First of all, cappuccinos should only come in one size. And, the person behind the counter should know what you’re talking about if you ask for it “dry” or “wet.” There should be a cup and saucer.
The door should squeak a little and be fussy in one way or another. A little too hard to pull or doesn’t latch quite right. The floor boards should be worn. And, that is to say, there must be floor boards.
I like the woman behind the counter who calls me “honey,” sometimes “doll.” This isn’t required, but it’s nice.
Even though I don’t want to talk to anyone (besides the barista who calls me “doll”), there should be conversation. Old men, or old stories, or new friends, or new drama. I like the conversations that refer to time spent in prison, big trucks with big engines, past loves. Conversations in coffee shops should be conversations only had in coffee shops, about the time you spent in prison, that past love, that big engine—those things you don’t talk about with your spouse at home, the only other woman who calls you “honey.”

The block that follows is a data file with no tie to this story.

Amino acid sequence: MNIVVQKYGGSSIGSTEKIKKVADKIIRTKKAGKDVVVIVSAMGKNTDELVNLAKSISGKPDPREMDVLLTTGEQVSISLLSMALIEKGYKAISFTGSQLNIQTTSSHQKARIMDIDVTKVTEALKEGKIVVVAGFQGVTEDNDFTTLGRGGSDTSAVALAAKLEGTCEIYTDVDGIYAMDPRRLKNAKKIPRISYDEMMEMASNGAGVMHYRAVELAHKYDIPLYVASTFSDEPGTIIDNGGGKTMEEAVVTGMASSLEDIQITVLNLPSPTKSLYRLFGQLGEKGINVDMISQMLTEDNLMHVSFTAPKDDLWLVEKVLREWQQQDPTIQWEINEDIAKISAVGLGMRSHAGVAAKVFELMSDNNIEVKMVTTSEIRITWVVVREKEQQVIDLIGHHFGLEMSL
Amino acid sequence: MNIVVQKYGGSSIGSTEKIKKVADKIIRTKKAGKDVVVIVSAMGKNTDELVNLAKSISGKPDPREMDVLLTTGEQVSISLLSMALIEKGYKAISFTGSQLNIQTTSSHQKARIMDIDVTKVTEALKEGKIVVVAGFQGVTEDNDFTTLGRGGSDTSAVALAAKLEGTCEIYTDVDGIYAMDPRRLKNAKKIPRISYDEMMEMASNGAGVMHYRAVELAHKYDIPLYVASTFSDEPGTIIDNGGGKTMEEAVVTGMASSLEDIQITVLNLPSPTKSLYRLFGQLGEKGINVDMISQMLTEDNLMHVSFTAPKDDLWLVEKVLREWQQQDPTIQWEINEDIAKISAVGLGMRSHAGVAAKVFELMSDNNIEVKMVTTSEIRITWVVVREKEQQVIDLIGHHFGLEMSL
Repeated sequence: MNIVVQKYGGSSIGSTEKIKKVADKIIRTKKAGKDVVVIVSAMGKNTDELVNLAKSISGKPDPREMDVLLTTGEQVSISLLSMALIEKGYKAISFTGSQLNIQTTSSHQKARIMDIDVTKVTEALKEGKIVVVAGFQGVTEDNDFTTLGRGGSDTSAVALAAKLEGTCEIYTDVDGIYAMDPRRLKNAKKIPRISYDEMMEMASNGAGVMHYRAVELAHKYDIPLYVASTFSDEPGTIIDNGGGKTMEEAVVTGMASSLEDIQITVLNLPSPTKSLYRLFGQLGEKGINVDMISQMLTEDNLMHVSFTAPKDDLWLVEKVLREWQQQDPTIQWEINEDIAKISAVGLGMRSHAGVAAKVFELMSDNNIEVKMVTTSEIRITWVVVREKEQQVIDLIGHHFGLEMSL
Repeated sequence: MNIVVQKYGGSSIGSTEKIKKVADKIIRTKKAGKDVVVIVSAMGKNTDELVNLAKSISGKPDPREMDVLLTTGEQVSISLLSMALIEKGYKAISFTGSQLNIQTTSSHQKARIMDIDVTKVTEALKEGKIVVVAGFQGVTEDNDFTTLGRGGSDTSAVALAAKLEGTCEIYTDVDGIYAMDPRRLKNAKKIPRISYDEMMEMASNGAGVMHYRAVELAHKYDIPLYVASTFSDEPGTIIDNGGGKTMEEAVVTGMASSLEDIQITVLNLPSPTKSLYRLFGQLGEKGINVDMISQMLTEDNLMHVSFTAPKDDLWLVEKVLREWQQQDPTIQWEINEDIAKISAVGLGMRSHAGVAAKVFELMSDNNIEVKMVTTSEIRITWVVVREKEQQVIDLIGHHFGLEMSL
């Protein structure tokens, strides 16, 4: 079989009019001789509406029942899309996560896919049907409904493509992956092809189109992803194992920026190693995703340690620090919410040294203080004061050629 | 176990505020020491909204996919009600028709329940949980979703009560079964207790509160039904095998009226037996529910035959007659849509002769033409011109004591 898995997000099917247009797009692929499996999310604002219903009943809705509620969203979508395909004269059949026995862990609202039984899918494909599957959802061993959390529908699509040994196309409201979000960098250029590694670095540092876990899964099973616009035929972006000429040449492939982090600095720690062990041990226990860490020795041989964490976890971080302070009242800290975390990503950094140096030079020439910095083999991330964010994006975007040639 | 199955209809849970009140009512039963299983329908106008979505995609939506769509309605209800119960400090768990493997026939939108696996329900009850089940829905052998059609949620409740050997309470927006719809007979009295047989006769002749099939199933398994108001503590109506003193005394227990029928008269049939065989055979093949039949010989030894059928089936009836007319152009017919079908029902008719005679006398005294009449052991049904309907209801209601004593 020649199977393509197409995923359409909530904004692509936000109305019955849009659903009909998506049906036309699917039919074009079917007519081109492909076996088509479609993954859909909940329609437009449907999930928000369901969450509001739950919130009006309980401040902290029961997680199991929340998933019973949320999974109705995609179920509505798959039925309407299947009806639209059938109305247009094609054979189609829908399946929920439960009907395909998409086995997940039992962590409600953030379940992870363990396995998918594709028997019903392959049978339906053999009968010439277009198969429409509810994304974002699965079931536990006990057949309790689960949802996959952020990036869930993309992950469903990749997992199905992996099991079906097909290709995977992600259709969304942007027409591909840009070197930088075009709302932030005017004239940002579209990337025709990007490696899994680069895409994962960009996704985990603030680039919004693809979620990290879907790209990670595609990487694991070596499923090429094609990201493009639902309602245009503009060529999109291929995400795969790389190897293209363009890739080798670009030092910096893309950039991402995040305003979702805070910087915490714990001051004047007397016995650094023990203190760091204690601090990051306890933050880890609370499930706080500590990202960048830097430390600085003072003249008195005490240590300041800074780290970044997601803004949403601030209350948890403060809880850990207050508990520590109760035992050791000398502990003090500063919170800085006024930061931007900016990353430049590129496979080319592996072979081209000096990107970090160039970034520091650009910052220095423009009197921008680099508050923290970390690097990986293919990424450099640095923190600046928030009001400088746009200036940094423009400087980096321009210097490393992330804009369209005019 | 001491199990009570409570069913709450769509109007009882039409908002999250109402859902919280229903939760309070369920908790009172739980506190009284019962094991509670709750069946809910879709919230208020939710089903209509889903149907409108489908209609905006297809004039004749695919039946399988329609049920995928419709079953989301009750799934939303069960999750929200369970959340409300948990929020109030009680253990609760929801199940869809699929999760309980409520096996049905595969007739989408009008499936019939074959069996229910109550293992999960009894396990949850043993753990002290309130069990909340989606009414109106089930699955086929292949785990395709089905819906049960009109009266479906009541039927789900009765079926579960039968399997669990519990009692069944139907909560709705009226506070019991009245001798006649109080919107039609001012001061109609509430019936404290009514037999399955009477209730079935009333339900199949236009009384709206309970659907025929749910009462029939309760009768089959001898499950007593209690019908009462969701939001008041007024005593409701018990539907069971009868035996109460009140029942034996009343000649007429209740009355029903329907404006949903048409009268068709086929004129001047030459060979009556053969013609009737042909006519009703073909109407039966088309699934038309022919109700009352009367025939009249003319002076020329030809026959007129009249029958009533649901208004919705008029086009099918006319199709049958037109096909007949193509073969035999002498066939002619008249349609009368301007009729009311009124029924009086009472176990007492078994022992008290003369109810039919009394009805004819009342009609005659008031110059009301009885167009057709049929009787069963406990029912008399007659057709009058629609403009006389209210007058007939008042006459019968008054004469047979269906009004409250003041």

In this coffee shop, some people do not have tattoos, but they aren’t judged.
There are two tip jars, each labeled with the answer for a question that day. Given the one labeled “Victoria’s Secret Models” and the other associated with the baristas at this local shop, I put my extra change into the latter, helping to fund more tattoos, I suppose. The other jar is mostly empty. The women behind the counter don’t pay it any attention as they tap espresso in the sturdy metal tool and a hiss reverberates, in good time with the whine of the door, old men’s conversations suppling the bass line underneath it all. I sip my cappuccino from a ceramic cup.